Sam Willis

    With all of this technological change, I mean I love this patch of history of Leith and building these kinds of extraordinarily luxurious sailing barks

    Ron Neish

    They were absolutely incredible.

    Sam Willis

    Yes. La Belle Sauvage – there’s a picture – that is some ship.

    Ron Neish

    These are – I’ve got a book on the go about it Sam. These were actually luxury steam yachts and

    Sam Willis

    They’re like superyachts of today

    Ron Neish

    They were superyachts today we would call them superyachts. They were the epitome of what a wealthy person, what the Rockefellers, the Stevenson’s these types of people. The railroad barons, the oil barons, that’s what they spent their money on. The titled royalty spent their money on a luxury steam yacht. And Ramage and Ferguson, which was the main shipyard in Leith at the time, happened to build ninety-three of these beautiful vessels. The other two shipyards built another ten or eleven. So, there’s more than a hundred of these vessels built in Leith. Which on average – when you work it out, meant that they were the most proficient builders of these vessels in the world, even surpassing the Clyde. And these vessels were purchased by the likes of the Archduke Ferdinand, you know, the guy that got – that kicked off the First World War. And Marconi, he had one of them. Pulitzer, he had a specially converted ship because his deafness and his blindness – so the designers and Ramage and Ferguson built him a vessel that had no sharp corners on it, and it was all ramps, you know. Amazing, amazing ship. And she ended up being – I don’t want to give away too much of my steam yacht book, you know because I’m actually, I’ve actually got – there’s a guy called Dr William Collier, who owns G. L. Watson limited, who are the oldest ship design company in the world. Now they – George Lennox Watson designed a lot of these luxury steam yachts, and five or six of them are built in Leith. So, Dr Collier is actually looking at my book just now give me some pointers, you know, how I can trim it down a bit and you know, improve it and stuff. But these vessels are – apart from probably the Kobenhavn which was the big sailing barque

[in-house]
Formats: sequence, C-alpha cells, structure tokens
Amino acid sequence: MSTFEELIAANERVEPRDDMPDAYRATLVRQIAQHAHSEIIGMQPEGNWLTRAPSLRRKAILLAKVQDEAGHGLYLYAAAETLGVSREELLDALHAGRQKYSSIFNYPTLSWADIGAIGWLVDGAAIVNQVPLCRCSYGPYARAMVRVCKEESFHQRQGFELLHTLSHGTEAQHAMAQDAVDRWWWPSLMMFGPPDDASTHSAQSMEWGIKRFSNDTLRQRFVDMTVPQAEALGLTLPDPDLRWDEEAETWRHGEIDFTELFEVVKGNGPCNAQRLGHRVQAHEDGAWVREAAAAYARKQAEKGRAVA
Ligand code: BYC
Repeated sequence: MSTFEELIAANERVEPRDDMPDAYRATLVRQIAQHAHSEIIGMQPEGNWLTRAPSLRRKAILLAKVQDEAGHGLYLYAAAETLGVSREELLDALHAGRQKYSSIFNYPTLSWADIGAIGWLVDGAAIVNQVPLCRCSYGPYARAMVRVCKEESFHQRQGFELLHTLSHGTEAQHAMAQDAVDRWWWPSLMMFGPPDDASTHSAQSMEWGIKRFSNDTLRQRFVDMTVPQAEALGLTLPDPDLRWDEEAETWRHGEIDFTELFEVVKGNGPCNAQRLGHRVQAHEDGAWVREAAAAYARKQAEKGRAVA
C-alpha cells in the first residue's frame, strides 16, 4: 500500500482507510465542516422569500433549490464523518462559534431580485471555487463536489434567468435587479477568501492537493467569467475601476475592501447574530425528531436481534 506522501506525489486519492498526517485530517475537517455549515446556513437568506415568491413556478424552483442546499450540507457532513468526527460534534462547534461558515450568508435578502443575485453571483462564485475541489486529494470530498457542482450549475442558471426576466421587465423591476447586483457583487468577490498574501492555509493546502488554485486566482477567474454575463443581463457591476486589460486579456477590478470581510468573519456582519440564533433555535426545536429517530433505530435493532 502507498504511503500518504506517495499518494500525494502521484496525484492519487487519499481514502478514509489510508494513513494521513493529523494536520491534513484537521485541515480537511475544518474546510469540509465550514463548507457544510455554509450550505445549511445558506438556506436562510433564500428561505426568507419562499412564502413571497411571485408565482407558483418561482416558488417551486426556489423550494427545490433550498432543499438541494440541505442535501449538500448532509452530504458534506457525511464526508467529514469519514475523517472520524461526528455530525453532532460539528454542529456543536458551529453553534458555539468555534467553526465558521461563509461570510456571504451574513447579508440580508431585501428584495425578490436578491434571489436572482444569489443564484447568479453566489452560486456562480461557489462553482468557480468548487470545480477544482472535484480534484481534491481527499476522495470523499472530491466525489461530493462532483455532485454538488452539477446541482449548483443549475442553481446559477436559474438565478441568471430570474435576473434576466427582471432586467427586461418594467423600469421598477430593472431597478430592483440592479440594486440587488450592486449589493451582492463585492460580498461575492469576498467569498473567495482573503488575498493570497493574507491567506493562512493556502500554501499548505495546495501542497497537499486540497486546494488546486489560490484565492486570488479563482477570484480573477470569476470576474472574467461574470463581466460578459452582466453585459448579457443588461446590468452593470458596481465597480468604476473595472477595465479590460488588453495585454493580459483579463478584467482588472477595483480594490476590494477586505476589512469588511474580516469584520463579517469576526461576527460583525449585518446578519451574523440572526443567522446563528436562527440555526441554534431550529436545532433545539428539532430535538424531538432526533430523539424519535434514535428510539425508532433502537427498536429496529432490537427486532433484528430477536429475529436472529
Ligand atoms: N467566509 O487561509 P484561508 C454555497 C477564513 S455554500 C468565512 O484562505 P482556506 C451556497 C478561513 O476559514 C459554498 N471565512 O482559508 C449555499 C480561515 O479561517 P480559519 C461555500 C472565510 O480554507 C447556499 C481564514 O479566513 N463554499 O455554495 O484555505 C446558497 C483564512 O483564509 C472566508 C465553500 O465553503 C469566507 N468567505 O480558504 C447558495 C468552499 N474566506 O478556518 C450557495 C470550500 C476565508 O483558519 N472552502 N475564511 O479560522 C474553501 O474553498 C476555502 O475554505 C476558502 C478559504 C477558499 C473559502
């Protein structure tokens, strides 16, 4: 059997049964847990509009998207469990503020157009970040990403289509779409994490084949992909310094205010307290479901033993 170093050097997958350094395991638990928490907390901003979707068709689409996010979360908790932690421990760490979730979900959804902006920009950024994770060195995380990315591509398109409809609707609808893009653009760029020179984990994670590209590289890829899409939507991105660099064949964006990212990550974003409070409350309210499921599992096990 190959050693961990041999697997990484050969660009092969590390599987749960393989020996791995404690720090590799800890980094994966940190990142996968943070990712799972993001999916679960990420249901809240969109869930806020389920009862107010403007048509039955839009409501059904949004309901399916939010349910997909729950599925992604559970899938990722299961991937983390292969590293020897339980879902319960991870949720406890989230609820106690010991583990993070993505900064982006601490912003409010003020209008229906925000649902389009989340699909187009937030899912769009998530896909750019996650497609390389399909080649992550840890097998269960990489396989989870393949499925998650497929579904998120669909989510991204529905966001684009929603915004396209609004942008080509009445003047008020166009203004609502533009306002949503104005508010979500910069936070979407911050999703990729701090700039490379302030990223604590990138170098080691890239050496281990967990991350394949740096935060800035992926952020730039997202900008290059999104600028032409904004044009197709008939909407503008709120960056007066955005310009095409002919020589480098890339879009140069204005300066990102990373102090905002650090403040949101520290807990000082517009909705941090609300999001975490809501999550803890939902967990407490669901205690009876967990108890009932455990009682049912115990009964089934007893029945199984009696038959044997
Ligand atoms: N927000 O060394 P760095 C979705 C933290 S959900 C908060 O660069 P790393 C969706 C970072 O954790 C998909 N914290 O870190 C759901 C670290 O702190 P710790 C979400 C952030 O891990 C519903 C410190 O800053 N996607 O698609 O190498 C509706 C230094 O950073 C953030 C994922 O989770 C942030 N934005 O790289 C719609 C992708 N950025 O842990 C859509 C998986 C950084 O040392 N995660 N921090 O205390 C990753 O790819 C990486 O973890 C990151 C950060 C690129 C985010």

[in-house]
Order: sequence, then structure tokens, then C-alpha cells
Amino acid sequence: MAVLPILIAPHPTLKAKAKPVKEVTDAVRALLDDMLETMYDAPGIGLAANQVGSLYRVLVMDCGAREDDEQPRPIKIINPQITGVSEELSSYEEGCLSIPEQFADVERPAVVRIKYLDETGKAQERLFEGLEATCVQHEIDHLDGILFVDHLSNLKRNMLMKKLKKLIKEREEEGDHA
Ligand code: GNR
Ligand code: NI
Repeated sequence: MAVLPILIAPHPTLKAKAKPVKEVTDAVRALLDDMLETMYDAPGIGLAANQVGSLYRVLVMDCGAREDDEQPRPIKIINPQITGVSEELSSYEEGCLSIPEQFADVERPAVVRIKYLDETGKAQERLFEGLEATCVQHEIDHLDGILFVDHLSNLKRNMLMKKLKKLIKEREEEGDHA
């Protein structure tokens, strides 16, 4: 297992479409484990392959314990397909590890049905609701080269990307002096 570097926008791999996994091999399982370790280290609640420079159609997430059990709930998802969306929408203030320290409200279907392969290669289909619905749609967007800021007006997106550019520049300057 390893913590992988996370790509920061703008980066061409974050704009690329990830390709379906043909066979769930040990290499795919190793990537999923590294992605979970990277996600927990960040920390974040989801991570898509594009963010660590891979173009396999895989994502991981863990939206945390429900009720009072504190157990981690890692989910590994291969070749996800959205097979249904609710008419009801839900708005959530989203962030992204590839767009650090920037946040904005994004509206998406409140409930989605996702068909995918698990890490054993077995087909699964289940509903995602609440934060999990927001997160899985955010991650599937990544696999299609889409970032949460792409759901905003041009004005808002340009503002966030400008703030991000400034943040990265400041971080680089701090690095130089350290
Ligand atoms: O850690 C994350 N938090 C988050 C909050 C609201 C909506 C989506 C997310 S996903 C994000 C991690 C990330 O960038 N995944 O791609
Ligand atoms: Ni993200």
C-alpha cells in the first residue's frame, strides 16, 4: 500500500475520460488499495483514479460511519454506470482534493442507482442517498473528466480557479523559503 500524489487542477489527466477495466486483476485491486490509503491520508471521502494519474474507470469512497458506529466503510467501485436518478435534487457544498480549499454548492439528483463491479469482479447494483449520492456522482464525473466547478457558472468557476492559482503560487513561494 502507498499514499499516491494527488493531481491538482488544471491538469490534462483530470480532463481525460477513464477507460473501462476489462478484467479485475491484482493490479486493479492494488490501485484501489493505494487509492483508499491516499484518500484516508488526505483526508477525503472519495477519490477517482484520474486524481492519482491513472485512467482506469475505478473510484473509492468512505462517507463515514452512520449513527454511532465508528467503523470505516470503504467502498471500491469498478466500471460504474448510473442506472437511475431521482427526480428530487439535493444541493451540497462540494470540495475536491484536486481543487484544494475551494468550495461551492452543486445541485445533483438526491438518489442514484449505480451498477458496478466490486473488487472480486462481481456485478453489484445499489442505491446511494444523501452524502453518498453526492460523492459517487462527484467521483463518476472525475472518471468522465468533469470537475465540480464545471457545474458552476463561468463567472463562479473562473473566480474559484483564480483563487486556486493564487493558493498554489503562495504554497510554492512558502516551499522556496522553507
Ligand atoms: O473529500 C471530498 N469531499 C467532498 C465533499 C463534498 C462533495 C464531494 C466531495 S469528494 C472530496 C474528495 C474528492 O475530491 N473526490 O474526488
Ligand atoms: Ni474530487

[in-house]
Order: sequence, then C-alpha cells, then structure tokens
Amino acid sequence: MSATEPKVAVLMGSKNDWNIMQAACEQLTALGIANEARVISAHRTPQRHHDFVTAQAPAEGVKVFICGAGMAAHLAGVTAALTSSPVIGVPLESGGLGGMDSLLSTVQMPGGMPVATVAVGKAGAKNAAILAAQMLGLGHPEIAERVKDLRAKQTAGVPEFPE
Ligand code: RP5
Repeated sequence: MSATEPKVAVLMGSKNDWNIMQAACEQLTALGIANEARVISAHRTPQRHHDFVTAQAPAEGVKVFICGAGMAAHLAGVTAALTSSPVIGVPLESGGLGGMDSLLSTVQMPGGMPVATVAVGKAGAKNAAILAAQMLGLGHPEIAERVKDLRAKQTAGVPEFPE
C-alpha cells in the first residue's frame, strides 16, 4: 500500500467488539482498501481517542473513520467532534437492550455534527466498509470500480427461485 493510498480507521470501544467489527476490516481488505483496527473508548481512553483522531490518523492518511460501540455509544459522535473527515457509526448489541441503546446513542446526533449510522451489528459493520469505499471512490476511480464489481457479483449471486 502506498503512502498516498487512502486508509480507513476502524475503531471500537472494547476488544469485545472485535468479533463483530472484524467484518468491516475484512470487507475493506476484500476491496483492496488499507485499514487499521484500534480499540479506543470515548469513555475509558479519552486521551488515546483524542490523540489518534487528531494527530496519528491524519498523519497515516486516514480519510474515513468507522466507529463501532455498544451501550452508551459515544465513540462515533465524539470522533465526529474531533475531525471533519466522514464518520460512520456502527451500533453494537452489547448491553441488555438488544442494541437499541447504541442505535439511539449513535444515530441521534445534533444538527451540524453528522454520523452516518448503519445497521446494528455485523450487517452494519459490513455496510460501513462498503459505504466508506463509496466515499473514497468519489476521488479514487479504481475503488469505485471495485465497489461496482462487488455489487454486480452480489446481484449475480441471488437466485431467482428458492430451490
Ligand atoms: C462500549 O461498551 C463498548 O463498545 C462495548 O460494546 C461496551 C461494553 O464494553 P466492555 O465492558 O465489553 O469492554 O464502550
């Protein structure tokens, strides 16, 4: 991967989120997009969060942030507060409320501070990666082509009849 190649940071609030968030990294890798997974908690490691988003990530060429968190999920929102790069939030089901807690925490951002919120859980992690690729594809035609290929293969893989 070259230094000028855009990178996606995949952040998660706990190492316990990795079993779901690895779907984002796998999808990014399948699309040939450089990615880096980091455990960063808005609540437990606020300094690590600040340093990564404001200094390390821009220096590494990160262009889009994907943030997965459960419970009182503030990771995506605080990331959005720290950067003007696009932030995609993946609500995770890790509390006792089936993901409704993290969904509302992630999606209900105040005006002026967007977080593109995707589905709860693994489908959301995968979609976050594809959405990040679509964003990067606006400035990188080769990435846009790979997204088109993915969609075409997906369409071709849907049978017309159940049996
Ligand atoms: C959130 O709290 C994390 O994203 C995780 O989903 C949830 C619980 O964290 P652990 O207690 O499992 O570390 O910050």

Sam Willis

    That was the largest sailing barque built.

    Ron Neish

    That was the largest sailing ship ever built in the British Isles.

    Sam Willis

    Yet again in Leith. That’s a magnificent ship as well.

    Ron Neish

    It is absolutely. And

    Sam Willis

    Is it five-masted? I can’t remember now.

    Ron Neish

    Five masted. She had an auxiliary engine as well. 5000 tonnes. These vessels were built primarily to take grain from Australia to Europe, and vice versa. She, unfortunately – she was lost, mysterious and lost in 1928. Lost with all hands, you know, because she was a training ship as well – forty-five Danish cadets. And not a single trace was ever found. You know, there’s a whole load of ban pots on the internet and television and that, that say, well, bits have been found washed up here – not a single bit as ever been found off that ship. No trace whatsoever, you know. I’ve had people get in contact with me saying that she was taken by spaceships, she’s up there, she’s up the Limpopo River, you know, and all kinds of crazy. She just disappeared another mystery of the sea.